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If Your Cat Has Caught a Bird or Small Animal -

If your cat has caught a bird or small animal, it is extremely important to seek help from a wildlife rescue centre for that animal, even if there are no obvious wounds or injuries. Many cats carry a kind of bacteria in their oral and respiratory tracts that will quickly cause infection and death in small animals, unless antibiotics are administered as a matter of urgency.

This bacteria can enter the animal's bloodstream through tiny scratches or wounds on the skin, which may not always be visible to the naked eye. It can also be ingested when the animal grooms his or her fur or feathers, where traces of cat's saliva may remain. Following a cat attack, infection and death can manifest so suddenly in otherwise healthy animals, that this bacteria is sometimes referred to as "the 48 hour killer". 

This is why it is so imperative that antibiotics are administered by a rescue centre to any small animal or bird that has been in a cat's mouth, for any length of time, regardless of whether there are any obvious injuries. Otherwise, the animal may experience considerable suffering before succumbing to infection. The only exception to this rule is rabbits, who also naturally carry the same species of bacteria in their system.

So, What Should I do?


If your cat has caught a small bird or animal, then don't delay in taking action. We suggest doing the following ASAP:

- Put the animal in a secure box or animal carrier and place it somewhere safely out of the way of the cat - in a quiet room with the doors and windows kept closed, for example.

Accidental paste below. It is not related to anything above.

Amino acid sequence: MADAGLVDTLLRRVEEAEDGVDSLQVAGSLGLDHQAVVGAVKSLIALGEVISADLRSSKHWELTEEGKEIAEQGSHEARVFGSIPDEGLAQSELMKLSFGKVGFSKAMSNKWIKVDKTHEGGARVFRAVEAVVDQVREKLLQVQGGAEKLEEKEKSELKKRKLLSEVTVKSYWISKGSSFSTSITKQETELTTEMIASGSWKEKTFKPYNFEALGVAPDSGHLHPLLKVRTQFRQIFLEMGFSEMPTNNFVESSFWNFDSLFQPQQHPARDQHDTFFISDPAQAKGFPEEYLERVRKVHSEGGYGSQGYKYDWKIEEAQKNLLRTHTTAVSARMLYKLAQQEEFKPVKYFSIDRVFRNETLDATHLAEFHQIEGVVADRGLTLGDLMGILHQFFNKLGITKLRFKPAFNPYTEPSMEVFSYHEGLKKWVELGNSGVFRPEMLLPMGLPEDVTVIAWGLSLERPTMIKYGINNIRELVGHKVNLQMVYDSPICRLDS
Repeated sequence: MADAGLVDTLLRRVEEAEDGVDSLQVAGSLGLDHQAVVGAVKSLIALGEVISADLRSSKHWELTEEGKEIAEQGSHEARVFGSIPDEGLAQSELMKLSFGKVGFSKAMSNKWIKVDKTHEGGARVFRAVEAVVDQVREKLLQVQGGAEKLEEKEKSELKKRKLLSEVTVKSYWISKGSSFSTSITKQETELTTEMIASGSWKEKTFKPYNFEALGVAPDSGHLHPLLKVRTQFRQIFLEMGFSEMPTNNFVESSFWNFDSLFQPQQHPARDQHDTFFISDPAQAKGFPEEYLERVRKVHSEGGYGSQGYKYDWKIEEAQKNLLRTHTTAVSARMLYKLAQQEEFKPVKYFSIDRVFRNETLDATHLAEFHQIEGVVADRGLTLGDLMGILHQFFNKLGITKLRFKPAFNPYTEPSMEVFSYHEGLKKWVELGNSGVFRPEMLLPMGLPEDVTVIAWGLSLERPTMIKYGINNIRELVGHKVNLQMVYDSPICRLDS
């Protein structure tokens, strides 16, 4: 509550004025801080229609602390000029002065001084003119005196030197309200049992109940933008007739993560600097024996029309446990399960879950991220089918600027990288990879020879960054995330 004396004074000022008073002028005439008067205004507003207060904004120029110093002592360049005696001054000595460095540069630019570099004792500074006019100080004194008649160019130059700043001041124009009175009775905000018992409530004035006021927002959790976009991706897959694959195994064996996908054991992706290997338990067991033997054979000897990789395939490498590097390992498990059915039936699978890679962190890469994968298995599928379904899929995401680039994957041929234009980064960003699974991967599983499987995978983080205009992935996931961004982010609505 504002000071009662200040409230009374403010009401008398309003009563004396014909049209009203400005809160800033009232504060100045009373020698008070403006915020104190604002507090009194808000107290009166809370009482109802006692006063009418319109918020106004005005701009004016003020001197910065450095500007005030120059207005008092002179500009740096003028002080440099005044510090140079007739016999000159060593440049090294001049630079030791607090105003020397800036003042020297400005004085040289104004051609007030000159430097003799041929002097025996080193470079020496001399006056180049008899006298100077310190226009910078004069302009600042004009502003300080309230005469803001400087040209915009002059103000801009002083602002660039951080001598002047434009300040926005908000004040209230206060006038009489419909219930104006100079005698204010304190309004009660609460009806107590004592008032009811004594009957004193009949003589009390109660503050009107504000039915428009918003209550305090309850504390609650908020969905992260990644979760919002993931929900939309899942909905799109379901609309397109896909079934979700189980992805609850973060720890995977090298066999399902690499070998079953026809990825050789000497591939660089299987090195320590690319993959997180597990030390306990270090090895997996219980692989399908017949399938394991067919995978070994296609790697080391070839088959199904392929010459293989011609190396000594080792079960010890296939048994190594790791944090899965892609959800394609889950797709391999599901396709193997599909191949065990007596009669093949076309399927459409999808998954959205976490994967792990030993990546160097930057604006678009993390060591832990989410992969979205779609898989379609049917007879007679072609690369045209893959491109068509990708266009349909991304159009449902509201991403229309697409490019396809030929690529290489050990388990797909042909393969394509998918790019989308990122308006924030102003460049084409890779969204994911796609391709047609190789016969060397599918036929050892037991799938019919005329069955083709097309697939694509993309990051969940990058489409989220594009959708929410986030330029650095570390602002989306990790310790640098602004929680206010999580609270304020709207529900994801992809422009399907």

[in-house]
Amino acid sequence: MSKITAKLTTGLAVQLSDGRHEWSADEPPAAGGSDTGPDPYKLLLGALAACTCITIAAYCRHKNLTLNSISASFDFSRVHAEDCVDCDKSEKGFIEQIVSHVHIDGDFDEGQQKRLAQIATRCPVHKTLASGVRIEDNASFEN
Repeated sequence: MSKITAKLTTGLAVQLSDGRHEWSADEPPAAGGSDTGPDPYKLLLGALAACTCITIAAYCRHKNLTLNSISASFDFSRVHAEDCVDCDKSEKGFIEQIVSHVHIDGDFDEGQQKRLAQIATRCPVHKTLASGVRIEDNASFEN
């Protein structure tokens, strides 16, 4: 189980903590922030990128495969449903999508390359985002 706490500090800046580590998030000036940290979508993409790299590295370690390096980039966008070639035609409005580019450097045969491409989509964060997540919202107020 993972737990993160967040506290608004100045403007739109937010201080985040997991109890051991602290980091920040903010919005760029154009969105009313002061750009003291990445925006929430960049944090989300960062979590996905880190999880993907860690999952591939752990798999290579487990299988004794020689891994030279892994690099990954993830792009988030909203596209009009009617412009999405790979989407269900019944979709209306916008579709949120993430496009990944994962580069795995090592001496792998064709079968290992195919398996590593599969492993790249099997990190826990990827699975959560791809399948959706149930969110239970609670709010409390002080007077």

- Animals or birds that have been caught by a cat are often in a state of shock, which can kill. They need a calm and quiet place to recover, so ensure that you don't make too much noise or fuss around them, or handle them any more than necessary.

- A heat pad or hot water bottle placed underneath the animal can also help with recovery from shock. Ensure that this is not too hot or that it is wrapped in a towel or to avoid any risk of burning.

- Once the animal is safely contained, contact your nearest wildlife rescue centre for help. If you are located in Greenwich, Bexley, or South East London, you can find a list of wildlife rescue organisations serving the local area here. If you are in another area, you can find a directory of wildlife rescue centres across the UK at

- You may not think that mice or rats are worth saving, but by simply releasing them without treatment you are potentially condemning them to a slow and painful death, so we suggest seeking help for them just as you would any other animal. Many wildlife rescue centres are willing to treat mice and rats.

- Taking the animal to your local vet is not the best option, as vets often don't specialise in wildlife and are may not be aware of the risks posed to small animals by cat attacks. Read more 'dos and don'ts' for wildlife casualties here.

- If your cat has caught a baby bird, consider keeping him or her indoors for 1-5 days if possible, or monitoring your cat closely in the garden, as there is often not just one baby bird, but an entire nest at risk.

How can I stop my cat hunting birds and animals?

Cat attacks are one of the most common reasons for wild animals to be admitted to rescue centres, and many conservationists theorise that their impact on overall wild bird populations is nothing short of catastrophic. At a time of ecological crisis, when species are becoming extinct at an alarming rate, this is not an issue to be taken lightly.

At the GWN, we don't believe in vilifying the cats themselves for this - we humans introduced cats to new habitats by domesticating them, and they cannot be blamed for simply following their natural instincts. This is a man-made situation and the responsibility for solving it lies with us. We therefore strongly suggest that cat owners are proactive about reducing predatory behaviour in their feline companions, and there are a number of ways to achieve this.

We recently collaborated with Greenwich-based cat charity The Catcuddles Sanctuary on an advice page for cat owners hoping to prevent their cats from killing wildlife.

You can read it here.


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